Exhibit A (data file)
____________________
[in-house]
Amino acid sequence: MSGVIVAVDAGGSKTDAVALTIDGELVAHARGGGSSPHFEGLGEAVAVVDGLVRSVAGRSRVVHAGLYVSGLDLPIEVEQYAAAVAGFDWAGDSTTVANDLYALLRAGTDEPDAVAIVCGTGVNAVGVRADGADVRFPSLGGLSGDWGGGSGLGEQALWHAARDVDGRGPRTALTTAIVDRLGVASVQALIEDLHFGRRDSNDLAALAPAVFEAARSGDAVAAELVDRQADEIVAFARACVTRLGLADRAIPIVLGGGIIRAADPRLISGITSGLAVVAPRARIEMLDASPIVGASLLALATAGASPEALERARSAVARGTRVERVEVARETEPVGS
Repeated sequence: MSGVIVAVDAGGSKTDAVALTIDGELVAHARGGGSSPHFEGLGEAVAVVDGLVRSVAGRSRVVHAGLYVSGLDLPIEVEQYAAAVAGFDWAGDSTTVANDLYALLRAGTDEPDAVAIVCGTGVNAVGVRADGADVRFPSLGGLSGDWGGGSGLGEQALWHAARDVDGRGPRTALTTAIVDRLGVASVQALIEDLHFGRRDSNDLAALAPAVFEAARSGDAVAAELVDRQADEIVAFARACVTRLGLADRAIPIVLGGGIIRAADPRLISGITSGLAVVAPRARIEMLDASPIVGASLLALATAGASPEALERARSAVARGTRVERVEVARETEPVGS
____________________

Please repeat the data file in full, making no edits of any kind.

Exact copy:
[in-house]
Amino acid sequence: MSGVIVAVDAGGSKTDAVALTIDGELVAHARGGGSSPHFEGLGEAVAVVDGLVRSVAGRSRVVHAGLYVSGLDLPIEVEQYAAAVAGFDWAGDSTTVANDLYALLRAGTDEPDAVAIVCGTGVNAVGVRADGADVRFPSLGGLSGDWGGGSGLGEQALWHAARDVDGRGPRTALTTAIVDRLGVASVQALIEDLHFGRRDSNDLAALAPAVFEAARSGDAVAAELVDRQADEIVAFARACVTRLGLADRAIPIVLGGGIIRAADPRLISGITSGLAVVAPRARIEMLDASPIVGASLLALATAGASPEALERARSAVARGTRVERVEVARETEPVGS
Repeated sequence: MSGVIVAVDAGGSKTDAVALTIDGELVAHARGGGSSPHFEGLGEAVAVVDGLVRSVAGRSRVVHAGLYVSGLDLPIEVEQYAAAVAGFDWAGDSTTVANDLYALLRAGTDEPDAVAIVCGTGVNAVGVRADGADVRFPSLGGLSGDWGGGSGLGEQALWHAARDVDGRGPRTALTTAIVDRLGVASVQALIEDLHFGRRDSNDLAALAPAVFEAARSGDAVAAELVDRQADEIVAFARACVTRLGLADRAIPIVLGGGIIRAADPRLISGITSGLAVVAPRARIEMLDASPIVGASLLALATAGASPEALERARSAVARGTRVERVEVARETEPVGS